TBT – See No Evil, Hear No Evil (1989)

buddy comedy, crime, fucking awful, Gene Wilder, in memoriam, murder, Richard Pryor, TBT

Last week the great Gene Wilder died at the age of 83. Whilst the news was upsetting, I have to admit that a part of me thought he was already dead. Plus, in the ensuing days it really showed me that my ability to differentiate between Gene Wilder and Gene Hackman was sorely lacking. I lost count of the number of times I confused those two. Now, when a colleague mentioned the news the other day she referred to it as “the death of Willy Wonka”. Now, because I never miss a chance to argue with people, I declared this as being an insult to an actor with so much talent. What of his work with Mel Brooks and his films with Richard Pryor? Gene Wilder’s Willy Wonka is iconic, no doubt, but he is more than that. Besides, I don’t think I’ve ever really liked Wilder’s interpretation of the owner of the world famous chocolate factory. I’m fucking stubborn and it didn’t fit with my idea of the book. Still, Wilder was a phenomenal performer and probably had a huge impact on many people’s childhoods. I even considered reviewing it for this post. However, I’ve always been a bit freaked out by that one fucking creepy scene on the boat and didn’t want to go through it again. Like the well-adjusted adult that I am. I also think, as adaptations go, Willy Wonka & the Chocolate Factory isn’t as good as it could have been. As such, I’ve never been the biggest fan. So I turned to the ever reliable Netflix to see what alternatives I could find. Turns out, not many. Now, if I was a person with more time and less laziness I would have gone down the Mel Brooks route. Unfortunately, I’m not that person. Instead I’m the kind of gal that will pick one of his shitty comedies because of how easy it is to watch.

On paper See No Evil, Hear No Evil had huge potential for an 80s comedy film: Wally Krue, a blind man, gets a job at a newsstand working with the deaf Dave Lyons. Both men try their hardest to hide their disability and get by using their other senses. Dave manages by reading lips whilst Wally has learnt how to get around using his hearing. Clearly, when the pair come together they find each other making up for their own limitations and the way is left open for some incredible moments of hilarity. There are plenty of situations that the pair could have got themselves into to provide the audience with a laugh. The film had the makings of a fantastically silly comedy where two men come to terms with their own issues thanks to their new friendship.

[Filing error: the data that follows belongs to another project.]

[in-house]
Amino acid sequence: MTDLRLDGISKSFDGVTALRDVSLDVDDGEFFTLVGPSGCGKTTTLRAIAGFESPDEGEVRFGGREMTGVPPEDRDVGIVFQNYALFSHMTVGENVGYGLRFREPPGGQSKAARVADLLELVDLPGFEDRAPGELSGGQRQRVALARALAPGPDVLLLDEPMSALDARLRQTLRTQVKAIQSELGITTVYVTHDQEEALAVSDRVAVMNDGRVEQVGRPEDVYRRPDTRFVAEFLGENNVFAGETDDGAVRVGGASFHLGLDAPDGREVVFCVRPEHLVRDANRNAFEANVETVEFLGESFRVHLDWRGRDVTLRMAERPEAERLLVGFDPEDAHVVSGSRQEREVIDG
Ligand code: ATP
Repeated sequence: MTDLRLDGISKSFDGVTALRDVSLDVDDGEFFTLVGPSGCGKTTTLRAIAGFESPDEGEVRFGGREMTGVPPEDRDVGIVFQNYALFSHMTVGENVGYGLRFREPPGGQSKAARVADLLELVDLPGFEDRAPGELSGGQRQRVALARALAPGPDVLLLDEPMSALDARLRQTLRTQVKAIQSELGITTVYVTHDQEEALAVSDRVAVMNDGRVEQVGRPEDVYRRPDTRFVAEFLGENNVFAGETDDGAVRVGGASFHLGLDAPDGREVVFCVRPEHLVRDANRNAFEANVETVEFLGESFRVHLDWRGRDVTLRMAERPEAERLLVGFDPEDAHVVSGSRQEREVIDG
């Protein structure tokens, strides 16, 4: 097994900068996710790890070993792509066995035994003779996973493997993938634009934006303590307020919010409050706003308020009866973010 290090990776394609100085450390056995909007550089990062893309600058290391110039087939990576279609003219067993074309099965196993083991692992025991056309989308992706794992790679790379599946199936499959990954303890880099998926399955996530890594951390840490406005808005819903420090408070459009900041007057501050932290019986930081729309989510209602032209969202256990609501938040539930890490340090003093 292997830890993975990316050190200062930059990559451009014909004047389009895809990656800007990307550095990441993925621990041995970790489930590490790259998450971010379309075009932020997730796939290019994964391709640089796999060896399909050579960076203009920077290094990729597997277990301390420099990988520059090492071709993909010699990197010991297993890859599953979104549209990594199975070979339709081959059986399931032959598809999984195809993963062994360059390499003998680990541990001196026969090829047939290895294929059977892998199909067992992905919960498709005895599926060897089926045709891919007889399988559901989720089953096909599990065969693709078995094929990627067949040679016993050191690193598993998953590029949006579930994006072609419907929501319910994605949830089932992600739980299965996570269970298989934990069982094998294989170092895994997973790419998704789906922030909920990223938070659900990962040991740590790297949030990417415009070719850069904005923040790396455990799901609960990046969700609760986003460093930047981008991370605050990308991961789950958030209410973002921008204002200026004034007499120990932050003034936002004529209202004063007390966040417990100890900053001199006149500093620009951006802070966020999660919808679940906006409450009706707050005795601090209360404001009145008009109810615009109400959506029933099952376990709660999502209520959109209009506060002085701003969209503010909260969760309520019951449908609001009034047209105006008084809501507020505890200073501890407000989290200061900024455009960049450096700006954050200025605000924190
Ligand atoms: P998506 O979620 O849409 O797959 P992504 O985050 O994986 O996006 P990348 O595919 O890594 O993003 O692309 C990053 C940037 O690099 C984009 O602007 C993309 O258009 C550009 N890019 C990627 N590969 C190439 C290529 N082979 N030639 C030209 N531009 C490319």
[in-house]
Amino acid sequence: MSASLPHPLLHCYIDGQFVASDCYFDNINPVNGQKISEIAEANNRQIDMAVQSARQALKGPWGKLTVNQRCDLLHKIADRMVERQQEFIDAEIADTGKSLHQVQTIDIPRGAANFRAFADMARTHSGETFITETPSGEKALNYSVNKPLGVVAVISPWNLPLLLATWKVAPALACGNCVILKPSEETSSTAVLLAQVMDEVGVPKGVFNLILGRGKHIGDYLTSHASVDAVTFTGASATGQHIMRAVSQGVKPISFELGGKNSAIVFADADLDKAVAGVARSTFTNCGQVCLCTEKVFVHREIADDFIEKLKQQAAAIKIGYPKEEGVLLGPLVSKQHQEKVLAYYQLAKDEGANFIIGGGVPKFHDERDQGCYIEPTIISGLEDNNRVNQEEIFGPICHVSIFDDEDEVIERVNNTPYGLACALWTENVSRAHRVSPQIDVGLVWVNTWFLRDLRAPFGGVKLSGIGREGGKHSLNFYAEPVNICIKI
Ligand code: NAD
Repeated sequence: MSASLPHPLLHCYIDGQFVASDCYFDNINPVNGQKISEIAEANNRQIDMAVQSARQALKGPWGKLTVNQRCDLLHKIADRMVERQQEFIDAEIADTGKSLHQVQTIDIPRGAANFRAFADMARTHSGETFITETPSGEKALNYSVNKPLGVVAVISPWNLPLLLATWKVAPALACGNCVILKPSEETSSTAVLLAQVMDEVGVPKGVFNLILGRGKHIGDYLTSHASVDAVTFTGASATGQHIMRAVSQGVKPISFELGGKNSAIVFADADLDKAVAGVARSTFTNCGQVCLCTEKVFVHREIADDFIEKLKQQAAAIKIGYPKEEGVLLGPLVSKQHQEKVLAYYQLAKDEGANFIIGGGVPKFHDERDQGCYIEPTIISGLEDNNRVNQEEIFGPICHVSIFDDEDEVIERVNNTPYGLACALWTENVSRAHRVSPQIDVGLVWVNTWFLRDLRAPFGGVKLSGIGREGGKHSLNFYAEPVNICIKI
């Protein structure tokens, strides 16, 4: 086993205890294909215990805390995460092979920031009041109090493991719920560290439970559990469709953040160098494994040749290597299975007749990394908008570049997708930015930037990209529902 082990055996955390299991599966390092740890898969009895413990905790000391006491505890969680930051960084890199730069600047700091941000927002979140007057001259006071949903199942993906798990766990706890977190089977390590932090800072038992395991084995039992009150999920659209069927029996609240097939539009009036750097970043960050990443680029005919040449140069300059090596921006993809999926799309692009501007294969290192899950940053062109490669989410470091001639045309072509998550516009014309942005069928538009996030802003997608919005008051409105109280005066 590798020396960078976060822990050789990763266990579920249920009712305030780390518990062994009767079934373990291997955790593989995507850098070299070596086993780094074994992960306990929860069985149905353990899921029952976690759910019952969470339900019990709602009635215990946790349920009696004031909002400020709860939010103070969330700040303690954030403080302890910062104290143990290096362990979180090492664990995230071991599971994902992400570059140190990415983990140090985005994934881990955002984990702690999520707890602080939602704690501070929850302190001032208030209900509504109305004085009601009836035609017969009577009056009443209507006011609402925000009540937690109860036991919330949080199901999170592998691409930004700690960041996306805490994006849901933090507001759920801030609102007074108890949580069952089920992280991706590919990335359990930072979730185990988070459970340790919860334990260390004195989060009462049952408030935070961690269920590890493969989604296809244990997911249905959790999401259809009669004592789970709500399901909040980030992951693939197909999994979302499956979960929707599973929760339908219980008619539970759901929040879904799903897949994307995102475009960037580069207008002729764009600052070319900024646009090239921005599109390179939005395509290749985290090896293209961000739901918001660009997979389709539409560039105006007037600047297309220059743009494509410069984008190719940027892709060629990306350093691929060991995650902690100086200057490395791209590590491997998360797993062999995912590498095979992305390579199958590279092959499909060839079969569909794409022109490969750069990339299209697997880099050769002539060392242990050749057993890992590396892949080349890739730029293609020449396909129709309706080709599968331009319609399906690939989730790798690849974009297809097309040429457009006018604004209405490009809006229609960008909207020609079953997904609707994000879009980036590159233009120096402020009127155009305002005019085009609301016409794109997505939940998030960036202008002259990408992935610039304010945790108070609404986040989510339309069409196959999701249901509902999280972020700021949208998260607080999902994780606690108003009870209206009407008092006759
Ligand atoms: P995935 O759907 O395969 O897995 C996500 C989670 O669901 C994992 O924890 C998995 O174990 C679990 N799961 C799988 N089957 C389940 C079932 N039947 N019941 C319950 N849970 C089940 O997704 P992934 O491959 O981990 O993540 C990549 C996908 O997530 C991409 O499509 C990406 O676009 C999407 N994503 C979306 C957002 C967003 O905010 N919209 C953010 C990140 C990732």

Of course, See No Evil, Hear No Evil is not that kind of film. No, it was decided that the best thing to do with Wally and Dave is to get them mixed up in a shitty murder plot. Inspirational. When Wally’s bookie turns up a the newsstand demanding money he ends up being killed by a mysterious lady with great legs (Joan Severance). Thanks to their respective disabilities neither Wally or Dave are able to describe the killer and, thus, become implicated in the crime. Cue many repetitive moments where nobody remembers that you need to look at Dave for him to understand you. Meanwhile, it turns out the bookie was working with a couple of criminals to steal a coin, which is actual fact a microchip or some shit… not that it fucking matters that you know that. Great legs and her sidekick, a young, British-accented Kevin Spacey, follow the pair in order to retrieve their loot. Cut to many classic capers where the pair escape, get captured and escape again before making their way to the final showdown in a huge house in the middle of nowhere. This film has it all: a blind car chase; a kidnapped sister; mistaken identity; fake European accents; and angry guard dogs.